Make-A-Wish Israel participated in a study* to measure how wish-granting experiences influence the medical outcomes of children with cancer. Sixty-six children ages 5-12 participated in the study, and all knew they’d receive a wish at some point. Half were placed an intervention group that knew they would receive a wish within six months. The other half, known as the control group, were put on a waiting list for a wish. The data showed significant differences in the emotional health of these two groups as measured by three respected, widely used assessment tool. The tools quantify hope, positive emotions, health-related quality of life and anxiety.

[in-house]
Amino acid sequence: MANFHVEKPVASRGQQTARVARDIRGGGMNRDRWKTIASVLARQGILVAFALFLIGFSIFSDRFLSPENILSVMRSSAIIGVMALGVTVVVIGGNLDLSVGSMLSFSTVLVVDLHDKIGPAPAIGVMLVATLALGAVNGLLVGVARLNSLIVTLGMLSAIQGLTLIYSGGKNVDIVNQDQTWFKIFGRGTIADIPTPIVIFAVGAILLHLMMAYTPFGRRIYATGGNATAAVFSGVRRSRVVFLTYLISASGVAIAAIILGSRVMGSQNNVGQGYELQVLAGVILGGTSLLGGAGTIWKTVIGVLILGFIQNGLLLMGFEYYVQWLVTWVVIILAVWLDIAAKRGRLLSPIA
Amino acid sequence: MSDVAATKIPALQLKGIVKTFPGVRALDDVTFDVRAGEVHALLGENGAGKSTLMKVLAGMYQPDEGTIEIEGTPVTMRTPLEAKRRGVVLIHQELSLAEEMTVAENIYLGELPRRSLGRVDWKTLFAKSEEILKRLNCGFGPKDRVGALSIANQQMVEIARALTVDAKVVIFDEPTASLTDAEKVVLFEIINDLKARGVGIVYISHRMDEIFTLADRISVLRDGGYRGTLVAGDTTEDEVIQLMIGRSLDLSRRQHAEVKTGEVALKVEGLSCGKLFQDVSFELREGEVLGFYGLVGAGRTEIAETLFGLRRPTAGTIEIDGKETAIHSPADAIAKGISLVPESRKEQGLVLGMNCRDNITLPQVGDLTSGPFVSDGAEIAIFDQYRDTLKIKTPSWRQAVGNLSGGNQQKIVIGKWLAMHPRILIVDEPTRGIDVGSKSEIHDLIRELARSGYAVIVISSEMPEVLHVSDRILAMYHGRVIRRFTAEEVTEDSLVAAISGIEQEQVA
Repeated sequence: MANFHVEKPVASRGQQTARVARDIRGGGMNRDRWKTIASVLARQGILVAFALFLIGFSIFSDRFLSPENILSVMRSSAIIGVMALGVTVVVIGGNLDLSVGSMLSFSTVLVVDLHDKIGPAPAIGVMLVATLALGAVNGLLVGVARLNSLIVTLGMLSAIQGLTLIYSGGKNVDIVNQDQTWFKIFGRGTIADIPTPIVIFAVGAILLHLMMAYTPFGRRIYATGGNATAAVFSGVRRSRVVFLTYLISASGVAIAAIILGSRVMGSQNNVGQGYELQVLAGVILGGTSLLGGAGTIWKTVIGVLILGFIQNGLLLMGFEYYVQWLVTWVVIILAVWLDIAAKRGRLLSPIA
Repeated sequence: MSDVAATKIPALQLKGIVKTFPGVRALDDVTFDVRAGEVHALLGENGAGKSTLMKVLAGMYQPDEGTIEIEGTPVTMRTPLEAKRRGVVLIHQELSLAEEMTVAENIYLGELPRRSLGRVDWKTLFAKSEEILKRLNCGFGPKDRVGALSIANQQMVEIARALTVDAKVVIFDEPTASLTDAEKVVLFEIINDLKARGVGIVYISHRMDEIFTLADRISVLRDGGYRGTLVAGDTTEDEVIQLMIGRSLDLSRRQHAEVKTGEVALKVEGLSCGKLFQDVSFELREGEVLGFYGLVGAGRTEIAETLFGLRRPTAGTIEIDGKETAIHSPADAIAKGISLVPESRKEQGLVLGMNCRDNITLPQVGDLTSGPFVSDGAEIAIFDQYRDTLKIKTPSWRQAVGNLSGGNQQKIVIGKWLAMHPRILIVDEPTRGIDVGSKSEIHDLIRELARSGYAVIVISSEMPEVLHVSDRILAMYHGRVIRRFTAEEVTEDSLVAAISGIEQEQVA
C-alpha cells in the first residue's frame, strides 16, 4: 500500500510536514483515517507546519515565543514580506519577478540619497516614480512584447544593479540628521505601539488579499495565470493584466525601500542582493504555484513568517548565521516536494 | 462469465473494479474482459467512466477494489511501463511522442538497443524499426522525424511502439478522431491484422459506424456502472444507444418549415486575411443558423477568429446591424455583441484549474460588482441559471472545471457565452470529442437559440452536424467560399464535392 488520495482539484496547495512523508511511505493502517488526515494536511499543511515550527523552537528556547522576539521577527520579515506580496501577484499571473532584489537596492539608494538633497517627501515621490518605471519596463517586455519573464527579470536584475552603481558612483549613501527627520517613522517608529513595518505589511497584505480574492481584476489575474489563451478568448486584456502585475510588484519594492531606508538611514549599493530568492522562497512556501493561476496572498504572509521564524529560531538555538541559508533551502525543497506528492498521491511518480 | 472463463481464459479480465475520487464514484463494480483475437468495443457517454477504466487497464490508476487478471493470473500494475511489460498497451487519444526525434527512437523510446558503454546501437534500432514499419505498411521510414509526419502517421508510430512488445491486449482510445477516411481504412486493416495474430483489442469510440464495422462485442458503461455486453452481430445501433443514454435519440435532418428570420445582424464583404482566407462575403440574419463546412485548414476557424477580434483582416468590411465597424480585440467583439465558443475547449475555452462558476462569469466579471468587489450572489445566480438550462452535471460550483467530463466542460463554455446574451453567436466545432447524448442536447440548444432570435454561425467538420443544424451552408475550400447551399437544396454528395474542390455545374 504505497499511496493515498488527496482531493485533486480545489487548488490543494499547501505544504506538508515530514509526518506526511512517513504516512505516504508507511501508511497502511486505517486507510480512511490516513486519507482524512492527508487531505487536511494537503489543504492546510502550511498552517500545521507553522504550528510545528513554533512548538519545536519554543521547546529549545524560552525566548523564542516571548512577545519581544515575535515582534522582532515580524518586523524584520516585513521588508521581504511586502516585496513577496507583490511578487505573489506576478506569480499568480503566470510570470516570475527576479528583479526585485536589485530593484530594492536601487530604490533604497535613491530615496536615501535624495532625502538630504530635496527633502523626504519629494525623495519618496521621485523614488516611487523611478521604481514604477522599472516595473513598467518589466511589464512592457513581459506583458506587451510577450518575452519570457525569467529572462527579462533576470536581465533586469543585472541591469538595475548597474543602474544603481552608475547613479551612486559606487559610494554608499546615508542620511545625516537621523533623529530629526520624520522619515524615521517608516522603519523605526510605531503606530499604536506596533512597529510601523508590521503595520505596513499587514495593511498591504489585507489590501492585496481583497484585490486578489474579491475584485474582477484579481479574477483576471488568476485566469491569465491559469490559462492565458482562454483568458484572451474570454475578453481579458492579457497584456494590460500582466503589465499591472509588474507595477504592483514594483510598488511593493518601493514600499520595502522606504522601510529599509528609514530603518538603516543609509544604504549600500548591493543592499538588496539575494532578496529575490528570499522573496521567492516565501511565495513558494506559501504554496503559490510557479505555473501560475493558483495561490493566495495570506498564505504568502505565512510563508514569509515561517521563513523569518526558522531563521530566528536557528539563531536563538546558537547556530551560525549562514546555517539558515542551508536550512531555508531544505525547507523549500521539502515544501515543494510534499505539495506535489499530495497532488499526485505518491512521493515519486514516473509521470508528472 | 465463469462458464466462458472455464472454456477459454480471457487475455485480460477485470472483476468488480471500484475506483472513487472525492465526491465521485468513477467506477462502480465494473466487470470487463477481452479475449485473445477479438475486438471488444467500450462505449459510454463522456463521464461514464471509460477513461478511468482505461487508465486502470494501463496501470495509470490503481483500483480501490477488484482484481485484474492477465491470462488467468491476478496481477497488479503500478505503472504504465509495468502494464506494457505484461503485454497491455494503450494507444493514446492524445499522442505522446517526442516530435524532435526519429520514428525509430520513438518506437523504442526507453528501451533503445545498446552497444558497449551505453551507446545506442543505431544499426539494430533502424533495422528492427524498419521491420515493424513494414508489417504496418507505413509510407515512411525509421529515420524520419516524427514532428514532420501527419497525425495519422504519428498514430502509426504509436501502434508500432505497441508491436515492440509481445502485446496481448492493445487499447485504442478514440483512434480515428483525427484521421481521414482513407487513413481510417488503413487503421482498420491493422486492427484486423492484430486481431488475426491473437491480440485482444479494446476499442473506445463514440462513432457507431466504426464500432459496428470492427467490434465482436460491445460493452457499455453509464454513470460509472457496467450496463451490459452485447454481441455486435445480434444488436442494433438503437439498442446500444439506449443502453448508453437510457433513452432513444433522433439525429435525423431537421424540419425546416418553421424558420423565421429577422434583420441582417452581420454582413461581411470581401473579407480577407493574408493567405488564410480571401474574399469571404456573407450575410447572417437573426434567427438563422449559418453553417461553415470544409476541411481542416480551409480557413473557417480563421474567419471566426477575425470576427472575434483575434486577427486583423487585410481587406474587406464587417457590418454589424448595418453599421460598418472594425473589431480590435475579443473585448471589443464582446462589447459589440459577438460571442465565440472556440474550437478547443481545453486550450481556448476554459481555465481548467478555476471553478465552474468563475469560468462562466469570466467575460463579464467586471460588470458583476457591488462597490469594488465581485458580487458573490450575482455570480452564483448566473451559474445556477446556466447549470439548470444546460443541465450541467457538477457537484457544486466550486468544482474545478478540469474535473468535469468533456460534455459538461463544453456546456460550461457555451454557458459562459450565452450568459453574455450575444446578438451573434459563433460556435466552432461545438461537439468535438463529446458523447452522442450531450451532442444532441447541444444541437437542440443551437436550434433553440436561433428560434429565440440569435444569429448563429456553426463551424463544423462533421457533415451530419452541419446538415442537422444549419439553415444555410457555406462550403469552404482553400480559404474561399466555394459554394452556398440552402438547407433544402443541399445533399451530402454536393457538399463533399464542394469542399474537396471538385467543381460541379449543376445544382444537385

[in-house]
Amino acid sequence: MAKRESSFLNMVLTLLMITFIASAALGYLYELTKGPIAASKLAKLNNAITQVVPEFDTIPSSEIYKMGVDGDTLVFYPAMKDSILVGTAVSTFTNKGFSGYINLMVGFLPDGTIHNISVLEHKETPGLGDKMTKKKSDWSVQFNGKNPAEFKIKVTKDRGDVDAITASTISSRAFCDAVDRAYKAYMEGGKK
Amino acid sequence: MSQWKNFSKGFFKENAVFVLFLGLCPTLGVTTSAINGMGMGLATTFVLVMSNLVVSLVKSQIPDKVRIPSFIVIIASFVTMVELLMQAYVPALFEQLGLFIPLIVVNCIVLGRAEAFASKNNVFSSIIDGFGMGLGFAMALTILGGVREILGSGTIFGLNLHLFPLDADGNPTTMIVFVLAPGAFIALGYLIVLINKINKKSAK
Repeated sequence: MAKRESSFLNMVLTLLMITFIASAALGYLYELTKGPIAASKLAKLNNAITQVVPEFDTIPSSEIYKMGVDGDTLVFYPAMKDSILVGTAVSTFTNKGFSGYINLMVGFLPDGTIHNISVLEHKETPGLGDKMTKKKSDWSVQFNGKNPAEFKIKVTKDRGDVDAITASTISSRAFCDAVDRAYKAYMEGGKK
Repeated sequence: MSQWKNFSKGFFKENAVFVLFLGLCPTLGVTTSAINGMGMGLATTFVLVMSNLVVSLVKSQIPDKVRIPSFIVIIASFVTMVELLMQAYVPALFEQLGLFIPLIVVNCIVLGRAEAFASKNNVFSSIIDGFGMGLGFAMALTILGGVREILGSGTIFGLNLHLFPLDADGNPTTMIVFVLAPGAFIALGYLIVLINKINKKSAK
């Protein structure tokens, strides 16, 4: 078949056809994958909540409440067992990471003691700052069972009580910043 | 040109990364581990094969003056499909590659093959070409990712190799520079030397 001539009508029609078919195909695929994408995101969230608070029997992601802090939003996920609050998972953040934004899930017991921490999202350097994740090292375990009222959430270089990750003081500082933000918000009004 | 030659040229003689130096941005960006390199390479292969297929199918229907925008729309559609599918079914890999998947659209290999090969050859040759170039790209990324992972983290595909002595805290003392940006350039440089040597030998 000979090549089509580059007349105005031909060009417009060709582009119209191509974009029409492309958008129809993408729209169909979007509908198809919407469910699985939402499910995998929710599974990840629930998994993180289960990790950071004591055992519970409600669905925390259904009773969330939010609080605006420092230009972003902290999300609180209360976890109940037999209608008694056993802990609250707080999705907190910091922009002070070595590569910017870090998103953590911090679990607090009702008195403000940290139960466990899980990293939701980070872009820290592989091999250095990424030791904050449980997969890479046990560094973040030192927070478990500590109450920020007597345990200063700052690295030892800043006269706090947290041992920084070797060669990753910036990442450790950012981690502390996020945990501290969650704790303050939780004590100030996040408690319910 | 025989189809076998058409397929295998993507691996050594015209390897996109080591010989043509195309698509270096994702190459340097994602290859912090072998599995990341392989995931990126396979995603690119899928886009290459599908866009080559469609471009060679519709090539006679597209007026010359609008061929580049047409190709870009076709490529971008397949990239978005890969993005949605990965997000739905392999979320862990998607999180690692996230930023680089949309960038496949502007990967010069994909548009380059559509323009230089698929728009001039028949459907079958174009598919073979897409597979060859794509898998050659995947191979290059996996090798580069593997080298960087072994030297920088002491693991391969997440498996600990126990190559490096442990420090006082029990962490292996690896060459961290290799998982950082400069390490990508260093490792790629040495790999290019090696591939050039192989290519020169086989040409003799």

The intervention group showed a decrease in the perception of their physical limitations. The findings reinforce the need for interventions that enhance and promote quality of life. While the focus studied children with cancer, the results may point to the need for studies involving children with other medical conditions.
“It is possible that wishing enabled these children to dream about things that seemed unobtainable, out of reach, and thus created an experience of achieving the impossible,” researchers wrote.
*Shoshani, A. Mifano, K. Czamanski-Cohen, J. (2015). The effects of the [Make-A-Wish] intervention on psychiatric symptoms and health-related quality of life of children with cancer: a randomized controlled trial. Quality of Life Research, 25(5), 1209-1218. doi 10.1007/s11136-015-1148-7